The President must be having an uncomfortable afternoon. Reading the testimony given by her predecessor in court today in the proceedings against the organisers of the 2015 charity car show event when a driver mowed down viewers in a horrible accident she must feel the cold knife in the small of her back.

George Abela knows what Marie Louise Coleiro told the same court a few days ago. The President, she argued, cannot be held responsible for any negligence in the organisation of charity events of the Malta Community Chest Fund. It’s not that George Abela expressed a contrasting view. Nor even that he explained that things may have been done differently in his time.

The quotes from what he testified in court are an indictment of his successor. As George Abela sees it, Marie Louise Coleiro Preca is responsible for what happened that Paqpaqli afternoon.

I cannot say I have an opinion one way or the other. But I do have some inescapable observations to make.

Firstly, whether you follow George Abela’s hands-on school of thought or Marie Louise Coleiro Preca’s standoffish philosophy, the President’s role as national symbol above controversy is compromised by the extent now reached by the Community Chest Fund.

What started as a club for bored colonial wives gathering trinkets for poor natives to soothe their conscience about the exploitative evil of colonialism has become a national multi-million euro industry blurring lines between private sector social responsibility, voluntary work and the welfare state. The particularly local imperative of ensuring this year is bigger than the one before has elbowed out common sense.

Embroiled in this is the President who in theory does not occupy a post of super-charity-fundraiser and yet that is what they end up doing most of the time.

The royalist politeness they encounter makes things worse. They call up sponsors to solicit funding “for the cause”. In order not to refuse the President, sponsors cough up as other charities suffer.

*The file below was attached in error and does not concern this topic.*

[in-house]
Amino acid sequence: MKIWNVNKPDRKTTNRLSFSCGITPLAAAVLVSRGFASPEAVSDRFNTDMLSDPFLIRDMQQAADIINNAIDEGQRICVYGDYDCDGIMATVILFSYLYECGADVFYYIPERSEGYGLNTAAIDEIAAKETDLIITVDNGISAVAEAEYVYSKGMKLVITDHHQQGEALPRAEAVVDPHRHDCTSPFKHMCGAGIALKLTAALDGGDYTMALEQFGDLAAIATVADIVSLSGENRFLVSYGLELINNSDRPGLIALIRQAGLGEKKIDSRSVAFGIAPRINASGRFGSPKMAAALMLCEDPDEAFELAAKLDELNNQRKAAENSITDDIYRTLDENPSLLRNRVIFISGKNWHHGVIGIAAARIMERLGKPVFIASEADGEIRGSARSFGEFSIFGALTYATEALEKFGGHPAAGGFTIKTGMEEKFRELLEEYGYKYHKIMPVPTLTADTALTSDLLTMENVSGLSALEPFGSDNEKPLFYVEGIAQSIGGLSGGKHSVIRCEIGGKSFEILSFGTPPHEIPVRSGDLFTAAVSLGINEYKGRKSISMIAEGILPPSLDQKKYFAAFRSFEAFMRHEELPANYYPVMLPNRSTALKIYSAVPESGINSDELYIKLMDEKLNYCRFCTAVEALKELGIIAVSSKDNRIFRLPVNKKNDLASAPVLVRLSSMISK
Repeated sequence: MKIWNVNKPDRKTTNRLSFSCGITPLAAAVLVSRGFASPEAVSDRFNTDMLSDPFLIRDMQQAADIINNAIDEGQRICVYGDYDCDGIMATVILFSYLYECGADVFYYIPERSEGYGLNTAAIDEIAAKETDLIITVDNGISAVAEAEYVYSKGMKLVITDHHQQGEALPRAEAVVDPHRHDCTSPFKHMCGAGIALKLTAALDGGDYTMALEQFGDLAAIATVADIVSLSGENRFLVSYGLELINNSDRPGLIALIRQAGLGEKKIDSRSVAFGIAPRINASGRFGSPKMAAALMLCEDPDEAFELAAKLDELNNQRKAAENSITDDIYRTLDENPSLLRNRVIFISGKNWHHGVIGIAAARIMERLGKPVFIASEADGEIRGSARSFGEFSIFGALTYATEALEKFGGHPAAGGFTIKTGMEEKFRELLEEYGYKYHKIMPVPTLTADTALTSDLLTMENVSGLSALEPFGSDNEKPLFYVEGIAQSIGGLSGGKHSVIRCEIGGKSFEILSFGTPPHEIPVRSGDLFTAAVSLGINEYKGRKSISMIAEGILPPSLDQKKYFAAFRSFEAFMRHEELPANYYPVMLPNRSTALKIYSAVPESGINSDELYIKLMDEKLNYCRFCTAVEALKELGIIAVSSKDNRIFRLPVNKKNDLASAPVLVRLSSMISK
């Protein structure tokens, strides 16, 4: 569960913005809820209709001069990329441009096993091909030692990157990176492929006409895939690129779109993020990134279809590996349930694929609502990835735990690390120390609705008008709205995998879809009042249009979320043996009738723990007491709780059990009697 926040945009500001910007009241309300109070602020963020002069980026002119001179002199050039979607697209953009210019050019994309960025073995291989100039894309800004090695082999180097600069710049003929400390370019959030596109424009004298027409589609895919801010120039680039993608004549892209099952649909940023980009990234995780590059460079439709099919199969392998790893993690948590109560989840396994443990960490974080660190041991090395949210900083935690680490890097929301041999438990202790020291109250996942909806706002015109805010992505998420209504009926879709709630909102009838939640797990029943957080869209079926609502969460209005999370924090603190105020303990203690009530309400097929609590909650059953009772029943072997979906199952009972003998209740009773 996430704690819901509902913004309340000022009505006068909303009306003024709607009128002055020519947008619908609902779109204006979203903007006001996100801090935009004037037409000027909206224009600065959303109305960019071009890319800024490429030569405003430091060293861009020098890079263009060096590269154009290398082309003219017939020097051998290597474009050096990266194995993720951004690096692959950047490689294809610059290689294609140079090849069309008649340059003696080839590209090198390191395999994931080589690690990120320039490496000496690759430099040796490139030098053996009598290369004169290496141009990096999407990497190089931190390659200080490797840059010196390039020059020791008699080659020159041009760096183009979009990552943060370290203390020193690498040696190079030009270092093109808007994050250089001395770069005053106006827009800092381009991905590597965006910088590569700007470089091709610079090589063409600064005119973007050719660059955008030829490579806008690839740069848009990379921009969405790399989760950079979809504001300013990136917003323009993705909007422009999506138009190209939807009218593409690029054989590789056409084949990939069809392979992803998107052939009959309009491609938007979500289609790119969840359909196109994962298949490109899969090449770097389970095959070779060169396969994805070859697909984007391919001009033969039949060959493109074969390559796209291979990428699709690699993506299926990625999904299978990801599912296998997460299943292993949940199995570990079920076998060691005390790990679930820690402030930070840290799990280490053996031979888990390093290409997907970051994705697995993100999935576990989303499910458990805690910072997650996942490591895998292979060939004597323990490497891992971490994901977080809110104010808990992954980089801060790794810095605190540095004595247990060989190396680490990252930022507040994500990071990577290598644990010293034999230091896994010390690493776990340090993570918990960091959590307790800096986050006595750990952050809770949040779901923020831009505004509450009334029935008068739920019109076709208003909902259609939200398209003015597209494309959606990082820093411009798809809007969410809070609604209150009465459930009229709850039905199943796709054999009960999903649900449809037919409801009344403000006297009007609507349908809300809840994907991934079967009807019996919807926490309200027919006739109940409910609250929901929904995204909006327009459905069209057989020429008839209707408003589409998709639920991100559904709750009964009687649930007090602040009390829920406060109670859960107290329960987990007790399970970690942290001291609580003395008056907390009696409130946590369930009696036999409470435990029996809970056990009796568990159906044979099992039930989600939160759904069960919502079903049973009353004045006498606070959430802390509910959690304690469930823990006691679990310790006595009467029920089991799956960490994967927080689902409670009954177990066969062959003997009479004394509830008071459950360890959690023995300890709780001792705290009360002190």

That is bad enough in itself. But consider the politeness described in the court-room in this Paqpaqli case before George Abela testified and blasted all hesitation.

No one dared be blunt enough to point where responsibility firmly stood. No one would say the President could be responsible for something gone wrong. And while the elephant roared inside the room, Marie Louise Coleiro Preca challenged everyone with the rhetorical question whether she was expected to shoulder responsibility. No one said ‘yes’ but everyone thought it.

This fall in the dignity of the President is a constitutional problem. The person in the role is now subject to controversy in which people take sides. George Abela has thrown out the hesitation of politeness. And the controversy involves court action and possibly personal liabilities and criminal responsibilities.

Let’s not be too polite about it. George Abela has today put in question the viability of the continued Presidency of Marie Louise Coleiro Preca.

He must have been perfectly conscious of this. And, for a cynic like me, it may have had something to do with the praetorian shifts in the palace of the Labour Party. Marie Louise Coleiro Preca has denied persistent rumours of a reprised partisan career after the end of her term as President. Denial was the only viable reaction of a President in office.

Whatever her intentions and whatever she said to her friends who appear to have started the rumour, Marie Louise Coleiro Preca is still a lumbering power in the Labour Party. George Abela heads a rival dynasty and his son, fifty shades of a darker Abela, may find the world an easier place to bustle in if Coleiro Preca is diminished.

When Giovanni Bonello explained our constitution was written by gentlemen who expected gentlemen to fill the roles they designed, he was especially right with respect to the office of the President. Our President is effectively a constitutional monarch existing, in the royalist imagination of the authors of our constitution, entirely detached from the muddy intrigue of political manoeuvring.

Marie Louise Coleiro Preca is not exactly what they had in mind. Today, more so than yesterday.